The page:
We’ve all heard that a butterfly flapping its wings in one part of the world can cause a tornado many miles away. In recent times, many businesses and industries have seen this trope become a reality, as turbulence sends ripples along global supply chains and communications networks. Frank Mei, an advisory partner with KPMG China, outlines the best approach to decision-making for managers amid all this unpredictability.
The age of unpredictable change
We are in an era of unprecedented uncertainties. Regulatory changes, geopolitical development, shifts in customer behaviour, technological advancements, emerging players and market segments and new stakeholder dynamics, to name just a few, are creating complex layers of perplexity for future business. A recent global CEO survey showed Chinese CEOs are more concerned about geopolitical, environmental and technological uncertainties than their global peers. Recent developments in China-US trade negotiations have certainly exacerbated the complexities.
While there is no doubt that uncertainties create significant challenges, they are also often the source of profit in a competitive market. Hence the challenge is not changes per se, but rather how companies cope with them.
How should companies develop strategies to succeed in the future? Can the recipe that worked for past successes guarantee similar future results or even survival? In this fast-changing world, the status quo is constantly being questioned. Decision-making based on past experience and, in many cases, a qualitative approach may not necessarily be the optimal approach to addressing complex uncertainties.
Decision-making more challenging, calls for innovation and change of mindset
Daniel Kahneman, the winner of the 2002 Nobel Prize for Economic Sciences for his work on decision-making and behaviour economics and author of Thinking Fast and Slow, said that “whatever else it produces, an organisation is a factory that produces judgements and decisions.”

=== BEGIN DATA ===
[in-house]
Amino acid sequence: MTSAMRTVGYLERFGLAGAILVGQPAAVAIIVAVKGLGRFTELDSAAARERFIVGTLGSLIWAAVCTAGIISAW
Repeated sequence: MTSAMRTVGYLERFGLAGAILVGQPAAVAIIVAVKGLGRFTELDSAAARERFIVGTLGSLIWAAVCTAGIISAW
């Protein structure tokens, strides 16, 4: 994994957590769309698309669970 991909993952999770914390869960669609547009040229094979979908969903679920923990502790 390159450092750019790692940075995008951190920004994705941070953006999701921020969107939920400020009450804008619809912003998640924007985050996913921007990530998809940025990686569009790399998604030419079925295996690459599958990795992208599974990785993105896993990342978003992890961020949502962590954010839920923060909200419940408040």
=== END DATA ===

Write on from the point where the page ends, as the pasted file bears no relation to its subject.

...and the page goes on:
Decision-making in this complex world is becoming more difficult. For companies to survive and succeed in the future, a shift of mindset is necessary; our view of uncertainties and corresponding strategies needs to be flexible, dynamic, forward-thinking, adaptive and robust.
Developments in decision-making theories and practices
Companies face difficult business decisions all the time: How to quantify the risk value and strategic value of an acquisition? How to assess the value of each asset in a portfolio, considering future uncertainty, fluctuation and strategic options? How to quantify the impact of potential regulatory changes and determine the optimal strategy?
There have been significant developments in theories and innovative practices across industries and sectors in decision-making under uncertainty, which offer deep insights and innovative tools that provide better support for companies.
Behaviour economics challenges the assumption that the human mind is rational and explains how we make decisions when facing uncertainties. Game theory shows how we behave in competitive settings. Finance theories such as real option theory and financial modelling are often applied beyond the industry. Scenario planning and simulation are being used by leading organisations. By combining those approaches with developments in artificial intelligence (AI) and computing power, companies are increasingly moving rapidly beyond heuristic-based decision-making—strategies based on little information that often still turn out to be accurate—to an analytic-driven, AI-led and algorithm-augmented style.
Improve decision-making – a quantitative analytical approach
When re-evaluating a decision-making approach, the following six guiding principles may be helpful:
- Future Scenarios: Consider not only the assumed future, but also all plausible future scenarios to make strategies adaptive.
- Strategic Flexibility: Consider how uncertainties evolve and management’s flexibility (and the value of such).
- Multiple External Players: Multiple stakeholders and players add extra complexities. Game theory would help better understand the dynamics and the most suitable strategies.